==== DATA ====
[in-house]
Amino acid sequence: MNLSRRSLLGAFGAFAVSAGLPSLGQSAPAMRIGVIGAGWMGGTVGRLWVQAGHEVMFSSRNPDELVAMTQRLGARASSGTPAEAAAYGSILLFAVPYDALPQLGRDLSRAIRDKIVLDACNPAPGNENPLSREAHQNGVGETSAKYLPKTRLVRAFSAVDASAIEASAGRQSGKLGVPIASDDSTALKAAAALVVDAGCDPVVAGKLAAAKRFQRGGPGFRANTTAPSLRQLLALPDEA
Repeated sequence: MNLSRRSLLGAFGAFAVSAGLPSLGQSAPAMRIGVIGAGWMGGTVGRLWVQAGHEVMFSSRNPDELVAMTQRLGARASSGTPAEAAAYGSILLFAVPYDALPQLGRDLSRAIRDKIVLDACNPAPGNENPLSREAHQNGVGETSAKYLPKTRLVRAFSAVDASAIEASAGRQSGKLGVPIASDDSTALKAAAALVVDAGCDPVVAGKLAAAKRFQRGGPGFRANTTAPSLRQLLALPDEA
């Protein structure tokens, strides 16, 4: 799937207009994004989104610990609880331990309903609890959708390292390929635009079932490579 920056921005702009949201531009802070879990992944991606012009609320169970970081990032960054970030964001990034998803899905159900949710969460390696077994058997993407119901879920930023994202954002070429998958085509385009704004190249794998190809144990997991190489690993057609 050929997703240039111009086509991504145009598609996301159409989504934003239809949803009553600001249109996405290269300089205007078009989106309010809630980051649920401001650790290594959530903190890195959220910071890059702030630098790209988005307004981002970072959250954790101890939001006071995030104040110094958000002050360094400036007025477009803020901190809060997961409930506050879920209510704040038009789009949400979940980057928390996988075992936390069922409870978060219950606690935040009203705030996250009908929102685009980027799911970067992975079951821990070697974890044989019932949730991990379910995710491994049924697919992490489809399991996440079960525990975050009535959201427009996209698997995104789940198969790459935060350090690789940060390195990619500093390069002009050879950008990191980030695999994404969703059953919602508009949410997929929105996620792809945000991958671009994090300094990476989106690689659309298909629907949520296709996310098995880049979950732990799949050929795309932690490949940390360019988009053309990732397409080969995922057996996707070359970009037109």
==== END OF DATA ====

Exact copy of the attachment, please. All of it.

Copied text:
[in-house]
Amino acid sequence: MNLSRRSLLGAFGAFAVSAGLPSLGQSAPAMRIGVIGAGWMGGTVGRLWVQAGHEVMFSSRNPDELVAMTQRLGARASSGTPAEAAAYGSILLFAVPYDALPQLGRDLSRAIRDKIVLDACNPAPGNENPLSREAHQNGVGETSAKYLPKTRLVRAFSAVDASAIEASAGRQSGKLGVPIASDDSTALKAAAALVVDAGCDPVVAGKLAAAKRFQRGGPGFRANTTAPSLRQLLALPDEA
Repeated sequence: MNLSRRSLLGAFGAFAVSAGLPSLGQSAPAMRIGVIGAGWMGGTVGRLWVQAGHEVMFSSRNPDELVAMTQRLGARASSGTPAEAAAYGSILLFAVPYDALPQLGRDLSRAIRDKIVLDACNPAPGNENPLSREAHQNGVGETSAKYLPKTRLVRAFSAVDASAIEASAGRQSGKLGVPIASDDSTALKAAAALVVDAGCDPVVAGKLAAAKRFQRGGPGFRANTTAPSLRQLLALPDEA
């Protein structure tokens, strides 16, 4: 799937207009994004989104610990609880331990309903609890959708390292390929635009079932490579 920056921005702009949201531009802070879990992944991606012009609320169970970081990032960054970030964001990034998803899905159900949710969460390696077994058997993407119901879920930023994202954002070429998958085509385009704004190249794998190809144990997991190489690993057609 050929997703240039111009086509991504145009598609996301159409989504934003239809949803009553600001249109996405290269300089205007078009989106309010809630980051649920401001650790290594959530903190890195959220910071890059702030630098790209988005307004981002970072959250954790101890939001006071995030104040110094958000002050360094400036007025477009803020901190809060997961409930506050879920209510704040038009789009949400979940980057928390996988075992936390069922409870978060219950606690935040009203705030996250009908929102685009980027799911970067992975079951821990070697974890044989019932949730991990379910995710491994049924697919992490489809399991996440079960525990975050009535959201427009996209698997995104789940198969790459935060350090690789940060390195990619500093390069002009050879950008990191980030695999994404969703059953919602508009949410997929929105996620792809945000991958671009994090300094990476989106690689659309298909629907949520296709996310098995880049979950732990799949050929795309932690490949940390360019988009053309990732397409080969995922057996996707070359970009037109």